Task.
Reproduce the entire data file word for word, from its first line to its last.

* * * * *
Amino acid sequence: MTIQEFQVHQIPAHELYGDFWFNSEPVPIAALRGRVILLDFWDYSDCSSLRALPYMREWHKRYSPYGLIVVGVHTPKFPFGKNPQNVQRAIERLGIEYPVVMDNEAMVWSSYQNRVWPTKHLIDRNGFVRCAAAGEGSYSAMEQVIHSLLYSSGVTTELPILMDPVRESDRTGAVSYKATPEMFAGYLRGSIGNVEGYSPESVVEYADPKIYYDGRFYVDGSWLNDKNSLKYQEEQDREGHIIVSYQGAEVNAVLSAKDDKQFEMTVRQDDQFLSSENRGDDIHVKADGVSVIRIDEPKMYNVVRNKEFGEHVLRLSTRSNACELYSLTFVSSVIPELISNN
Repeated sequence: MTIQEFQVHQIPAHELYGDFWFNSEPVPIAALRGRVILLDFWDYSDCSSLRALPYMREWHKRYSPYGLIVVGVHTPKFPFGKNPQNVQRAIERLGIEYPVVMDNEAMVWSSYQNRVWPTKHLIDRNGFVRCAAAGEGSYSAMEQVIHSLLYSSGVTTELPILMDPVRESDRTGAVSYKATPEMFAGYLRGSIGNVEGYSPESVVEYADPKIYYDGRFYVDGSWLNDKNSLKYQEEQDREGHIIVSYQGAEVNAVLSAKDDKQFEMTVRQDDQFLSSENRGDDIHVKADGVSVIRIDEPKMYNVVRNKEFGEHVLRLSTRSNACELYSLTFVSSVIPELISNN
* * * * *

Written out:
Amino acid sequence: MTIQEFQVHQIPAHELYGDFWFNSEPVPIAALRGRVILLDFWDYSDCSSLRALPYMREWHKRYSPYGLIVVGVHTPKFPFGKNPQNVQRAIERLGIEYPVVMDNEAMVWSSYQNRVWPTKHLIDRNGFVRCAAAGEGSYSAMEQVIHSLLYSSGVTTELPILMDPVRESDRTGAVSYKATPEMFAGYLRGSIGNVEGYSPESVVEYADPKIYYDGRFYVDGSWLNDKNSLKYQEEQDREGHIIVSYQGAEVNAVLSAKDDKQFEMTVRQDDQFLSSENRGDDIHVKADGVSVIRIDEPKMYNVVRNKEFGEHVLRLSTRSNACELYSLTFVSSVIPELISNN
Repeated sequence: MTIQEFQVHQIPAHELYGDFWFNSEPVPIAALRGRVILLDFWDYSDCSSLRALPYMREWHKRYSPYGLIVVGVHTPKFPFGKNPQNVQRAIERLGIEYPVVMDNEAMVWSSYQNRVWPTKHLIDRNGFVRCAAAGEGSYSAMEQVIHSLLYSSGVTTELPILMDPVRESDRTGAVSYKATPEMFAGYLRGSIGNVEGYSPESVVEYADPKIYYDGRFYVDGSWLNDKNSLKYQEEQDREGHIIVSYQGAEVNAVLSAKDDKQFEMTVRQDDQFLSSENRGDDIHVKADGVSVIRIDEPKMYNVVRNKEFGEHVLRLSTRSNACELYSLTFVSSVIPELISNN